Figure 3. BFW Treatment

3. Process Simulation

2.4 Incinerator-Boiler Unit


This unit is the heart of the process. It is a novel combination of a boiler and an incinerator, designed to capture the combustion heat lost through the walls of the incinerator, as shown in the Fig. 4.

Figure 5. ASPEN HYSYS Model of EFB Power Plant

Figure 4. Incinerator-Boiler Unit

The dried EFB and 15% of excess air will first be fed into the incinerator where combustion will occur at 1800C, 1 atm. The source of ignition for the incinerator shall take place in a spark plug concept. The total heat that is carried by the flue gas is approximately 75 MW, which will be utilized for steam generation by circulating it back into the boiler through heat exchanging tubes that are immersed in the water.

Figure 6. ASPEN HYSYS Model of Acid Gas Removal from Incinerator Hot Flue Gas

313

Thermo-Economic Analysis of a Novel Conceptual Process Model for Sustainable Power Plants using Empty Fruit Bunches Table 1: Stream Specifications on Incinerator cum Boiler Unit

Stream Temperature (C) Pressure (kPa) Molar Flow (kmol/h) Mass Flow (kg/h) C H O S CO2 H2O SO2 NO N

Dried EFB 27.04 80 1067 1.18E+04 0.2437 0.1874 0.0688 0.0004 0.0000 0.4993 0.0000 0.0000 0.0004

Air For Combustion 25 100 3854 1.11E+05 0.0000 0.0000 0.2100 0.0000 0.0000 0.0000 0.0000 0.0000 0.7900

Hot Flue Gas

Cool Flue Gas

Ash 1456 80 52.03 6.27E+02 0.9985 0.0000 0.0000 0.0015 0.0000 0.0000 0.0000 0.0000 0.0000

BFW 26.03 4980 3582 6.45E+04 0.0000 0.0000 0.0000 0.0000 0.0000 1.0000 0.0000 0.0000 0.0000

HP Steam 495 4970 3582 6.45E+04 0.0000 0.0000 0.0000 0.0000 0.0000 1.0000 0.0000 0.0000 0.0000

1456 35.09 80 70 4221 4221 1.22E+05 1.22E+05 Composition 0.0000 0.0000 0.0095 0.0095 0.0008 0.0008 0.0000 0.0000 0.1108 0.1108 0.0852 0.0852 0.0002 0.0002 0.1443 0.1443 0.6493 0.6493

Table 2. Stream Specifications on Acid Gas Removal Unit

Stream Temperature (C) Pressure (kPa) Molar Flow (kmol/h) Mass Flow (kg/h) C H O S CO2 H2O SO2 NO N DEA

11 40 78.11 4211 1.22E+05 0.0000 0.0095 0.0008 0.0000 0.1108 0.0852 0.0002 0.1443 0.6492 0.0000

Lean DEA

40 88.34 110 110 3582 3583 2.90E+05 2.90E+05 Composition 0.0000 0.0000 0.0000 0.0000 0.0000 0.0000 0.0000 0.0000 0.0815 0.1556 0.2191 0.2041 0.0000 0.0000 0.0000 0.0000 0.0000 0.0000 0.6994 0.6403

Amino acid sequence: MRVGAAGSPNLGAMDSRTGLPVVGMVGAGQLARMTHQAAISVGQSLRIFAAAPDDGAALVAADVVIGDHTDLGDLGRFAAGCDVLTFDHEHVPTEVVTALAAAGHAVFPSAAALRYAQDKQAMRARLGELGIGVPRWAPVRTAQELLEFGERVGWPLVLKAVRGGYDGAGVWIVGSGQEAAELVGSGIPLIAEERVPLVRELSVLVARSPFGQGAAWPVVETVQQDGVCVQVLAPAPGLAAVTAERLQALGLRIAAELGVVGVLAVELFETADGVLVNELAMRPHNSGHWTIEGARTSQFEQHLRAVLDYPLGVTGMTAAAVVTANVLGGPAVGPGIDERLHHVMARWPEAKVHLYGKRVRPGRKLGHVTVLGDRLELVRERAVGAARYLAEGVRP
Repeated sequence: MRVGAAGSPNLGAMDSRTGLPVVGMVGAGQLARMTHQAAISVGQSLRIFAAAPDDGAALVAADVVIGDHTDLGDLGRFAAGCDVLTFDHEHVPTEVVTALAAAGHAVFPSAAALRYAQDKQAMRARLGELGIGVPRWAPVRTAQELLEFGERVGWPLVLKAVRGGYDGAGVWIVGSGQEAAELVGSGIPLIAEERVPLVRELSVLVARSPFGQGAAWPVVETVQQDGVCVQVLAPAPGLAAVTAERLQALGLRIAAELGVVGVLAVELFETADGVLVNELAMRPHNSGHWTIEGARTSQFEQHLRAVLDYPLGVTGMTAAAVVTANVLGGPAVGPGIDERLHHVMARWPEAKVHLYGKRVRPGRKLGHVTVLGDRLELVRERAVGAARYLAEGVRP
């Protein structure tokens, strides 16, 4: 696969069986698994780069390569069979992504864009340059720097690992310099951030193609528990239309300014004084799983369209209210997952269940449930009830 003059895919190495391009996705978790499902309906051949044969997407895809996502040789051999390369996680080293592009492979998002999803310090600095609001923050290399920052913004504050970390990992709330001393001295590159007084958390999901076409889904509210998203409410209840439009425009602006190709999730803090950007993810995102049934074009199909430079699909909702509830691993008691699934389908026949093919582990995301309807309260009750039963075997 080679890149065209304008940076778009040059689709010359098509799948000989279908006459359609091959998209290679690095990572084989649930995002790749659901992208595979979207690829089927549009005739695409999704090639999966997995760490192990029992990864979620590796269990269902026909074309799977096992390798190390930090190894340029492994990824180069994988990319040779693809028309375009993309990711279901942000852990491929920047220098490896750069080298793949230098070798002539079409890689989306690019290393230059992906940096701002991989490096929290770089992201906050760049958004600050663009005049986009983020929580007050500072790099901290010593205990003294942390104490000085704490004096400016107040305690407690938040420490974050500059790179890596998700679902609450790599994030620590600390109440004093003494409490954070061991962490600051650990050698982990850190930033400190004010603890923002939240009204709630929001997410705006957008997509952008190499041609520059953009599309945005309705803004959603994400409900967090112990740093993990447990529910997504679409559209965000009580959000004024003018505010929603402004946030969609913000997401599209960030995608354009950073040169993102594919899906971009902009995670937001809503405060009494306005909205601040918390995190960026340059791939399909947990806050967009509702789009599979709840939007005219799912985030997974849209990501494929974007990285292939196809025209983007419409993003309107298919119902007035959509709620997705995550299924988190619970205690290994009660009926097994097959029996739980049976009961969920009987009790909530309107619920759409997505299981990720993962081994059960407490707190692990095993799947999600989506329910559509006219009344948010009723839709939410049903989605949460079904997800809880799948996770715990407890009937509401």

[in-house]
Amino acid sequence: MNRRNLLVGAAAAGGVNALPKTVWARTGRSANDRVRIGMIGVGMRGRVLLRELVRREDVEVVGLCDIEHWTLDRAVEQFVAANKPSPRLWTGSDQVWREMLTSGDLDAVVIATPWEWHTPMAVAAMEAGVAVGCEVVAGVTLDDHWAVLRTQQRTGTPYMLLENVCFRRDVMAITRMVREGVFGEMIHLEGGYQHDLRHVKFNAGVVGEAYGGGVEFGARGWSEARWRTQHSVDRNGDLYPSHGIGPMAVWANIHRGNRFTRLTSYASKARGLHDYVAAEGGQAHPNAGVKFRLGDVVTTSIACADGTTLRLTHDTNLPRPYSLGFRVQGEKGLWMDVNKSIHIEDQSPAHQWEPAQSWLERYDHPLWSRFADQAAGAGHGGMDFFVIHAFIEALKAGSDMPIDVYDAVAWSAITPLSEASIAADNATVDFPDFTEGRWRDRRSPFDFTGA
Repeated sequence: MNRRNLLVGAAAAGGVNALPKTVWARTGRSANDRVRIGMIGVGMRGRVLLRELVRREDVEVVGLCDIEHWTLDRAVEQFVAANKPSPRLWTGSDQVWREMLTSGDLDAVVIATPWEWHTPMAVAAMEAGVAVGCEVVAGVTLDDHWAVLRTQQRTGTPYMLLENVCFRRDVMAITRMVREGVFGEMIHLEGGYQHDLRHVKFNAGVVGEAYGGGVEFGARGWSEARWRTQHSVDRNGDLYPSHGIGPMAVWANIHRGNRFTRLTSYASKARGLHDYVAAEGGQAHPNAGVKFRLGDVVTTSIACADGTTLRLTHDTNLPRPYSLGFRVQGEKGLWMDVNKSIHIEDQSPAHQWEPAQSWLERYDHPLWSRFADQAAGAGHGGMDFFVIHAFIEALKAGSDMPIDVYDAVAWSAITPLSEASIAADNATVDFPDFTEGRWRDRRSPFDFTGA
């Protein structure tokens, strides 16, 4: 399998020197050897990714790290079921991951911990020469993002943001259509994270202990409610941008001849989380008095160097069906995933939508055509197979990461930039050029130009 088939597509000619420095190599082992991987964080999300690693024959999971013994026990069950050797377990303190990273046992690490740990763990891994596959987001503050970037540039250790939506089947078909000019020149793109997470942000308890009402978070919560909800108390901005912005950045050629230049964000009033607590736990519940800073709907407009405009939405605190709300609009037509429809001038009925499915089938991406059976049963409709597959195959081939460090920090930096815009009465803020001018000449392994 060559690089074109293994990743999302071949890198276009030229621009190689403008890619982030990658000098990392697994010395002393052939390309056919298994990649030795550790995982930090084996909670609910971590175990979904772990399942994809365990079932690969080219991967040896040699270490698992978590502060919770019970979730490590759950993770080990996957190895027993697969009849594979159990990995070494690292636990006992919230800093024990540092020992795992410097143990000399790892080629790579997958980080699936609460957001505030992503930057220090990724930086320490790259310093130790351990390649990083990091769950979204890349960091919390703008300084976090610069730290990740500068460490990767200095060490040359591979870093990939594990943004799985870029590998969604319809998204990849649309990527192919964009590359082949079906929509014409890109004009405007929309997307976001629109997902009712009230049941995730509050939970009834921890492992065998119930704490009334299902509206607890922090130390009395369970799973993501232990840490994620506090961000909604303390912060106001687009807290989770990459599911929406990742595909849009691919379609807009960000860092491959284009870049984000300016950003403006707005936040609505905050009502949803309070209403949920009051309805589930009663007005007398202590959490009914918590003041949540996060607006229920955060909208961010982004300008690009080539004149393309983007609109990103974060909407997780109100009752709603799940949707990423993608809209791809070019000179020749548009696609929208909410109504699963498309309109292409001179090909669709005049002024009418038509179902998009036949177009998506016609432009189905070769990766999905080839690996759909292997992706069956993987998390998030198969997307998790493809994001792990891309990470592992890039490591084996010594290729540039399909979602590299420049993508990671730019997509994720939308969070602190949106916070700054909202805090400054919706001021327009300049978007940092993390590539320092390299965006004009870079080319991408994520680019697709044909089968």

To SO2/NO Removal Unit 62.94 78 3891 1.08E+05 0.0000 0.0103 0.0009 0.0000 0.0038 0.0889 0.0002 0.1565 0.7043 0.0000

Rich DEA 62.6 78 3912 3.05E+05 0.0000 0.0000 0.0000 0.0000 0.1556 0.2041 0.0000 0.0000 0.0000 0.6403

CO2 28.62 110 329.9 1.42E+04 0.0000 0.0000 0.0000 0.0000 0.9642 0.0357 0.0000 0.0000 0.0000 0.0000

4. Economic Analysis
The total equipment cost, fixed capital investment cost, total production and operating cost have been calculated to verify the plants economic feasibility. Profitability analysis was also performed by calculating the internal rate of return (IRR), payback period, both discounted and non-discounted cash flow. Follow summarizes the findings:
Table 3. Economic Analysis

Based on the material and energy balances, the power generation plant is able to export 12.5MW of electricity power in which 2.5MW will be used for auxiliary purposes. According to publication from the Malaysian Ministry of Energy, Green Technology and Water, the FiT
rate for biomass installed capacity of up to 10MW is of RM0.31/kWh, much to the favour of our plant economics [11].

Equipment Cost [7] Fixed Capital Investment Total CAPEX [8] Total production cost [9], [10] Total Annual Revenue Gross Profit Unit Profit Payback period IRR (%)

2.415 mil US$ 11.907 mil US$ 15.054 mil US$ 8.416 mil US$/ yr 14.404 mil US$ 5.988 mil US$ 50 US$/tonne 4 year 54

Assuming that the plant operates for 330 days/year, the preliminary economic calculations have proven that the generated power is not only able to feed into the national grid for good with spare for auxiliary purposes, it is able to generate a steady return for the investment- striking two birds with one stone.

314

Thermo-Economic Analysis of a Novel Conceptual Process Model for Sustainable Power Plants using Empty Fruit Bunches

5. Sustainability of System
The proposed power generation plant with oil palm empty fruit bunch (EFB) as main feedstock here has taken into consideration some of the key elements of sustainability issue from the environmental, economic and social point of views, all as described below [12]: Water conservation: By fully utilizing the water content obtained from the drying of EFB and condensation, the system actually avoids consumption of any external water supply; for it promotes sustainable regional water management strategy through extraction and effective recycling. Heat conservation: Unlike common systems where heat loss is a major concern, this system integrates the heat dissipated from incinerator wall to be a heat supply to the boiler, added with recycled flue gas energy;
thus supplying reliable energy source while minimizing unwanted heat release to the environment which in turn promotes clean energy generation technology.